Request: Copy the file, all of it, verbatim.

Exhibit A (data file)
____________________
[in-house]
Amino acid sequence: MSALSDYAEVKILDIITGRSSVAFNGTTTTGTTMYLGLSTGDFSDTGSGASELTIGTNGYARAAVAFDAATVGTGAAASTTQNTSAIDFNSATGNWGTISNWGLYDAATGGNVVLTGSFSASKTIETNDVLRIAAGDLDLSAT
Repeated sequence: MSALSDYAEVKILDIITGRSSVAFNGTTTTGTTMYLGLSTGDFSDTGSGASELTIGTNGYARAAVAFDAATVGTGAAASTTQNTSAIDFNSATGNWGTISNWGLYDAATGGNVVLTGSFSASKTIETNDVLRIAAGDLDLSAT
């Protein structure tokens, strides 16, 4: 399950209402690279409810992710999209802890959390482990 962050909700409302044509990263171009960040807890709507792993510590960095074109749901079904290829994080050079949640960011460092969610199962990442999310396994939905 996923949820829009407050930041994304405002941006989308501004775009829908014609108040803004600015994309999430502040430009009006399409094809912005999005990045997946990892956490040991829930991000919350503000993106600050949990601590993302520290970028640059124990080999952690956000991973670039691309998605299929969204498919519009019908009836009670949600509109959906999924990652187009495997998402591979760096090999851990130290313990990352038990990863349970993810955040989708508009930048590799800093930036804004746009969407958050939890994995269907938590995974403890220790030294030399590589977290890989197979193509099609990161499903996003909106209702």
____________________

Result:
[in-house]
Amino acid sequence: MSALSDYAEVKILDIITGRSSVAFNGTTTTGTTMYLGLSTGDFSDTGSGASELTIGTNGYARAAVAFDAATVGTGAAASTTQNTSAIDFNSATGNWGTISNWGLYDAATGGNVVLTGSFSASKTIETNDVLRIAAGDLDLSAT
Repeated sequence: MSALSDYAEVKILDIITGRSSVAFNGTTTTGTTMYLGLSTGDFSDTGSGASELTIGTNGYARAAVAFDAATVGTGAAASTTQNTSAIDFNSATGNWGTISNWGLYDAATGGNVVLTGSFSASKTIETNDVLRIAAGDLDLSAT
């Protein structure tokens, strides 16, 4: 399950209402690279409810992710999209802890959390482990 962050909700409302044509990263171009960040807890709507792993510590960095074109749901079904290829994080050079949640960011460092969610199962990442999310396994939905 996923949820829009407050930041994304405002941006989308501004775009829908014609108040803004600015994309999430502040430009009006399409094809912005999005990045997946990892956490040991829930991000919350503000993106600050949990601590993302520290970028640059124990080999952690956000991973670039691309998605299929969204498919519009019908009836009670949600509109959906999924990652187009495997998402591979760096090999851990130290313990990352038990990863349970993810955040989708508009930048590799800093930036804004746009969407958050939890994995269907938590995974403890220790030294030399590589977290890989197979193509099609990161499903996003909106209702």